2 airlines were targets of attempt to steal customers’ miles
DALLAS (AP) -- Thieves with stolen usernames and passwords have broken into customer accounts at American and United airlines and in some cases booked free trips.
The airlines say the incidents happened in late December. American began notifying affected customers by email on Monday, a spokeswoman said.
American spokeswoman Martha Thomas said that about 10,000 accounts were affected and some have been frozen while the airline and customer set up new accounts, starting with customers who have at least 100,000 miles. She said the airline isn't aware of anyone booking a free trip.
But at United, spokesman Luke Punzenberger said thieves booked trips or made mileage transactions on up to three dozen accounts.
Punzenberger said that United would restore miles to anyone who had them stolen. Thomas said that American would pay for a credit-watch service for one year for affected customers.
Both were quick to say that nobody hacked their systems - that thieves got usernames and passwords somewhere else and tried to use them to log into American's AAdvantage and United's MileagePlus, hoping that the login information would be the same. They said that other information such as entire credit-card numbers were not exposed.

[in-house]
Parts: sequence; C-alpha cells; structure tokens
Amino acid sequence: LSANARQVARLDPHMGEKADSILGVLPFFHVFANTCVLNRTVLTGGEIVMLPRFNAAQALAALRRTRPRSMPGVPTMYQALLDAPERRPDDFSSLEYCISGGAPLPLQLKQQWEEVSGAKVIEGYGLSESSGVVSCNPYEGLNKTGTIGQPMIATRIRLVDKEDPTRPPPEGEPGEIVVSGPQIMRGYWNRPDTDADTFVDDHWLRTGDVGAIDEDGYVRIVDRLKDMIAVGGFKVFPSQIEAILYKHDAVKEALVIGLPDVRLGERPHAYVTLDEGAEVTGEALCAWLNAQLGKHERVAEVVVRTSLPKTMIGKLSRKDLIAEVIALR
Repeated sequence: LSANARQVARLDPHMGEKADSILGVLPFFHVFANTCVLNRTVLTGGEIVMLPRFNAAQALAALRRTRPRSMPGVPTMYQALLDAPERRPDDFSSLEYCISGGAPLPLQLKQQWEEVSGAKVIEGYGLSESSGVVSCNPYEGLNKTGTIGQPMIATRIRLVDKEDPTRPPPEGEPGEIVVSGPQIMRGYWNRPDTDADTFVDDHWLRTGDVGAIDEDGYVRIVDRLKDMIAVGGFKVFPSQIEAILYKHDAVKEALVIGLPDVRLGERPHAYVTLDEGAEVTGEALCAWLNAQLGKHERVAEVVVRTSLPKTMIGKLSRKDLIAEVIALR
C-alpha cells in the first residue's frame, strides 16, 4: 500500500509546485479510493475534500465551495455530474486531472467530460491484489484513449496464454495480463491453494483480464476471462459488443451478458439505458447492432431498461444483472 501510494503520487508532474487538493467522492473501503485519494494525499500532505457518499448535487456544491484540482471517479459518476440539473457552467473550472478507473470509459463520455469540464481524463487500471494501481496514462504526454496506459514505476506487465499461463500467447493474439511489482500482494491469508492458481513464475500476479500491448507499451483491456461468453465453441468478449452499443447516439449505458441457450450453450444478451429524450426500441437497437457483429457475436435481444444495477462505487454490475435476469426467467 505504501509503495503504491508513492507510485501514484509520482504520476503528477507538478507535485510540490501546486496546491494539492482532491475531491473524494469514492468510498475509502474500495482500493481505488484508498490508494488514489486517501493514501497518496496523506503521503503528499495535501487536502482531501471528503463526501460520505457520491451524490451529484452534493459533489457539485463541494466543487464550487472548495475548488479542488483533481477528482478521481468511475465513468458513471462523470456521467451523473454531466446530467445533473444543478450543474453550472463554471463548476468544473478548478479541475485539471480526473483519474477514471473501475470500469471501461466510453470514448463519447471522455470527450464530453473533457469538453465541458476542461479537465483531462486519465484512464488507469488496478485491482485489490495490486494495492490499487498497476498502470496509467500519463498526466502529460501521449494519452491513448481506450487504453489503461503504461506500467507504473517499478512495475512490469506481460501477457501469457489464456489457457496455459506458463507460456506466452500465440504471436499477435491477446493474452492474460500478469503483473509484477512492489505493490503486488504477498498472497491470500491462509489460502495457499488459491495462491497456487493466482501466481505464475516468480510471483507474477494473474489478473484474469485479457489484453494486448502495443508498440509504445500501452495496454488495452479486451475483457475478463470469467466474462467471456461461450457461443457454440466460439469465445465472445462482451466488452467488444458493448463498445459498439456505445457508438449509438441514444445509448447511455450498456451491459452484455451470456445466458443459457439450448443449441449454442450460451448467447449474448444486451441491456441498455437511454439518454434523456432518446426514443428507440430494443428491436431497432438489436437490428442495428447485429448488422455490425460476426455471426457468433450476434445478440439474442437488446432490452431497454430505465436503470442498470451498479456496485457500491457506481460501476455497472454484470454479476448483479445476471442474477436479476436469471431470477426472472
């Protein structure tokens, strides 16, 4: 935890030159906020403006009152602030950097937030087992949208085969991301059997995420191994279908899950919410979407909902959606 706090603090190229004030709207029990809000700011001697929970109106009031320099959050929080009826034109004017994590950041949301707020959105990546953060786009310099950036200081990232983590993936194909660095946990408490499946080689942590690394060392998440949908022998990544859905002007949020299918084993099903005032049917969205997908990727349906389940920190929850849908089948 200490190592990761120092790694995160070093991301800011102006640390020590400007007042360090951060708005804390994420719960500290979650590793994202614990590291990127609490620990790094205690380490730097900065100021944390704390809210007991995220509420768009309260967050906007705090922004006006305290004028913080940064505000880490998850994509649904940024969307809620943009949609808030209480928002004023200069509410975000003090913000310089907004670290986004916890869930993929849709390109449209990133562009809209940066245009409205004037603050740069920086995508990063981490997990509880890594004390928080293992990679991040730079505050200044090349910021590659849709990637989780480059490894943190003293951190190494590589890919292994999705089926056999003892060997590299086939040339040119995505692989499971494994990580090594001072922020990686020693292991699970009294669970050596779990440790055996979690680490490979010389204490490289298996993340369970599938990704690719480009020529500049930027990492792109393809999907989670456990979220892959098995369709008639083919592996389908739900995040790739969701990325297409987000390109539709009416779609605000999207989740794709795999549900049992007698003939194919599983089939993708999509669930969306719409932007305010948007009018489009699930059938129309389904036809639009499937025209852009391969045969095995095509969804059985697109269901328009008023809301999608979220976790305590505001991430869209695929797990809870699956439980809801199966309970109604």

The representatives said they did not know how thieves acquired the usernames and passwords, but cautioned against using the same information on multiple websites.
Punzenberger said that United has begun requiring customers to also enter their MileagePlus number when logging in.
Hilton Hotels recently began requiring members of its rewards program to click a link declaring that, "I am not a robot," then enter a numeral generated by the site to complete the login process.